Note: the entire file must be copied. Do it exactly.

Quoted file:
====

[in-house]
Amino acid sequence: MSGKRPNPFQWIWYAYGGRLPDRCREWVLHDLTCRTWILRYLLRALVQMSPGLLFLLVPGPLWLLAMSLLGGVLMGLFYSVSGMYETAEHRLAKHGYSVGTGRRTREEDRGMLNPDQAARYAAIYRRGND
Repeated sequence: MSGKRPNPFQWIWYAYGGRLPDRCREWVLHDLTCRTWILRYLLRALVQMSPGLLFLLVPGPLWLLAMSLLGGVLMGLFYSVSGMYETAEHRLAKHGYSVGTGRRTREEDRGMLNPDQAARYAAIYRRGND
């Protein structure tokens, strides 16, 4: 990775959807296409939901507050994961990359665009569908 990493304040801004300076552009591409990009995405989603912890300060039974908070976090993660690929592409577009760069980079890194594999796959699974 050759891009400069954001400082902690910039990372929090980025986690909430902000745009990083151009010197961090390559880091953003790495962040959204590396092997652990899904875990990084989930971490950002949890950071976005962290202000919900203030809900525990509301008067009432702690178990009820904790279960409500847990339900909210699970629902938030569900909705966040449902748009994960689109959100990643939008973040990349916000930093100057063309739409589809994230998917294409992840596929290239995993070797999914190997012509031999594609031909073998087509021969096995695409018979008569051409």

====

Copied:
[in-house]
Amino acid sequence: MSGKRPNPFQWIWYAYGGRLPDRCREWVLHDLTCRTWILRYLLRALVQMSPGLLFLLVPGPLWLLAMSLLGGVLMGLFYSVSGMYETAEHRLAKHGYSVGTGRRTREEDRGMLNPDQAARYAAIYRRGND
Repeated sequence: MSGKRPNPFQWIWYAYGGRLPDRCREWVLHDLTCRTWILRYLLRALVQMSPGLLFLLVPGPLWLLAMSLLGGVLMGLFYSVSGMYETAEHRLAKHGYSVGTGRRTREEDRGMLNPDQAARYAAIYRRGND
């Protein structure tokens, strides 16, 4: 990775959807296409939901507050994961990359665009569908 990493304040801004300076552009591409990009995405989603912890300060039974908070976090993660690929592409577009760069980079890194594999796959699974 050759891009400069954001400082902690910039990372929090980025986690909430902000745009990083151009010197961090390559880091953003790495962040959204590396092997652990899904875990990084989930971490950002949890950071976005962290202000919900203030809900525990509301008067009432702690178990009820904790279960409500847990339900909210699970629902938030569900909705966040449902748009994960689109959100990643939008973040990349916000930093100057063309739409589809994230998917294409992840596929290239995993070797999914190997012509031999594609031909073998087509021969096995695409018979008569051409």